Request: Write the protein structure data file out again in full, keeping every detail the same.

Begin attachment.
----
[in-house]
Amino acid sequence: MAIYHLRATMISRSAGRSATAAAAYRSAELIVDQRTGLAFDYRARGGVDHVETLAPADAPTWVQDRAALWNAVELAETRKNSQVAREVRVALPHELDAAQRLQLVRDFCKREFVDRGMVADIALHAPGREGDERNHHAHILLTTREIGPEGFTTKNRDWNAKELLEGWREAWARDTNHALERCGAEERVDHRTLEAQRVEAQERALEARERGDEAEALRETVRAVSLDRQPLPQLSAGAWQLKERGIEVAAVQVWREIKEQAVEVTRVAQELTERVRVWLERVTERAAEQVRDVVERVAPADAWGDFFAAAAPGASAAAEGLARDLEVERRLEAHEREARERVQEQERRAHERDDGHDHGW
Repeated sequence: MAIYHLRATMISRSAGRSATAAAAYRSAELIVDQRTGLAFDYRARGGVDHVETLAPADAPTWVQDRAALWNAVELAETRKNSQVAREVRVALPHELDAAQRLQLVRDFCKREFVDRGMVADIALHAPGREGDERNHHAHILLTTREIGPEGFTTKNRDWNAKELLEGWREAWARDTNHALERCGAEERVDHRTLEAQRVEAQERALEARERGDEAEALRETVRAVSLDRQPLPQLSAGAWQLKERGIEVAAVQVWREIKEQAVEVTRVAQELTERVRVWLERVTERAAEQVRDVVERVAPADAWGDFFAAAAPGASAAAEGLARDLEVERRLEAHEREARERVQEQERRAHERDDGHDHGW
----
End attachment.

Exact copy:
[in-house]
Amino acid sequence: MAIYHLRATMISRSAGRSATAAAAYRSAELIVDQRTGLAFDYRARGGVDHVETLAPADAPTWVQDRAALWNAVELAETRKNSQVAREVRVALPHELDAAQRLQLVRDFCKREFVDRGMVADIALHAPGREGDERNHHAHILLTTREIGPEGFTTKNRDWNAKELLEGWREAWARDTNHALERCGAEERVDHRTLEAQRVEAQERALEARERGDEAEALRETVRAVSLDRQPLPQLSAGAWQLKERGIEVAAVQVWREIKEQAVEVTRVAQELTERVRVWLERVTERAAEQVRDVVERVAPADAWGDFFAAAAPGASAAAEGLARDLEVERRLEAHEREARERVQEQERRAHERDDGHDHGW
Repeated sequence: MAIYHLRATMISRSAGRSATAAAAYRSAELIVDQRTGLAFDYRARGGVDHVETLAPADAPTWVQDRAALWNAVELAETRKNSQVAREVRVALPHELDAAQRLQLVRDFCKREFVDRGMVADIALHAPGREGDERNHHAHILLTTREIGPEGFTTKNRDWNAKELLEGWREAWARDTNHALERCGAEERVDHRTLEAQRVEAQERALEARERGDEAEALRETVRAVSLDRQPLPQLSAGAWQLKERGIEVAAVQVWREIKEQAVEVTRVAQELTERVRVWLERVTERAAEQVRDVVERVAPADAWGDFFAAAAPGASAAAEGLARDLEVERRLEAHEREARERVQEQERRAHERDDGHDHGW